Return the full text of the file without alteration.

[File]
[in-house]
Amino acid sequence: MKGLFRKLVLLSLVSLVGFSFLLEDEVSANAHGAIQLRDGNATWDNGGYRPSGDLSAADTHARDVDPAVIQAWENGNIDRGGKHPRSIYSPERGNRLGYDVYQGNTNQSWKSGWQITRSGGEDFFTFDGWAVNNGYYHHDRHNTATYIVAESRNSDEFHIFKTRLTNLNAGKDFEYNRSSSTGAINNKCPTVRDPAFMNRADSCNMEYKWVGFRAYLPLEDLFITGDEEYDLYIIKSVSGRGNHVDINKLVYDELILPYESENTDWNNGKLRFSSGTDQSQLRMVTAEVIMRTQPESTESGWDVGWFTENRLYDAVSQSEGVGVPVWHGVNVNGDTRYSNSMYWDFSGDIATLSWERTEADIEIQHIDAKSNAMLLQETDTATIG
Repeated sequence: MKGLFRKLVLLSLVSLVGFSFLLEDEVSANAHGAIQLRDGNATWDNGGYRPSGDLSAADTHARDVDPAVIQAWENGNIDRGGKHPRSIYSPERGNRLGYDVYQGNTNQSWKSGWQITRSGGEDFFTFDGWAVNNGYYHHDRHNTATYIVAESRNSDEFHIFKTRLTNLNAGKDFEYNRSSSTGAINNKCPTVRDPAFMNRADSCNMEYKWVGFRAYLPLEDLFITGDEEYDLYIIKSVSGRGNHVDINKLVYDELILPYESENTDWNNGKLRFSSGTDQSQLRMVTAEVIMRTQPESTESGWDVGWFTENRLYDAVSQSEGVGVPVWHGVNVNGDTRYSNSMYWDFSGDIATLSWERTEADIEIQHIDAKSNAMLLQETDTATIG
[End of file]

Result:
[in-house]
Amino acid sequence: MKGLFRKLVLLSLVSLVGFSFLLEDEVSANAHGAIQLRDGNATWDNGGYRPSGDLSAADTHARDVDPAVIQAWENGNIDRGGKHPRSIYSPERGNRLGYDVYQGNTNQSWKSGWQITRSGGEDFFTFDGWAVNNGYYHHDRHNTATYIVAESRNSDEFHIFKTRLTNLNAGKDFEYNRSSSTGAINNKCPTVRDPAFMNRADSCNMEYKWVGFRAYLPLEDLFITGDEEYDLYIIKSVSGRGNHVDINKLVYDELILPYESENTDWNNGKLRFSSGTDQSQLRMVTAEVIMRTQPESTESGWDVGWFTENRLYDAVSQSEGVGVPVWHGVNVNGDTRYSNSMYWDFSGDIATLSWERTEADIEIQHIDAKSNAMLLQETDTATIG
Repeated sequence: MKGLFRKLVLLSLVSLVGFSFLLEDEVSANAHGAIQLRDGNATWDNGGYRPSGDLSAADTHARDVDPAVIQAWENGNIDRGGKHPRSIYSPERGNRLGYDVYQGNTNQSWKSGWQITRSGGEDFFTFDGWAVNNGYYHHDRHNTATYIVAESRNSDEFHIFKTRLTNLNAGKDFEYNRSSSTGAINNKCPTVRDPAFMNRADSCNMEYKWVGFRAYLPLEDLFITGDEEYDLYIIKSVSGRGNHVDINKLVYDELILPYESENTDWNNGKLRFSSGTDQSQLRMVTAEVIMRTQPESTESGWDVGWFTENRLYDAVSQSEGVGVPVWHGVNVNGDTRYSNSMYWDFSGDIATLSWERTEADIEIQHIDAKSNAMLLQETDTATIG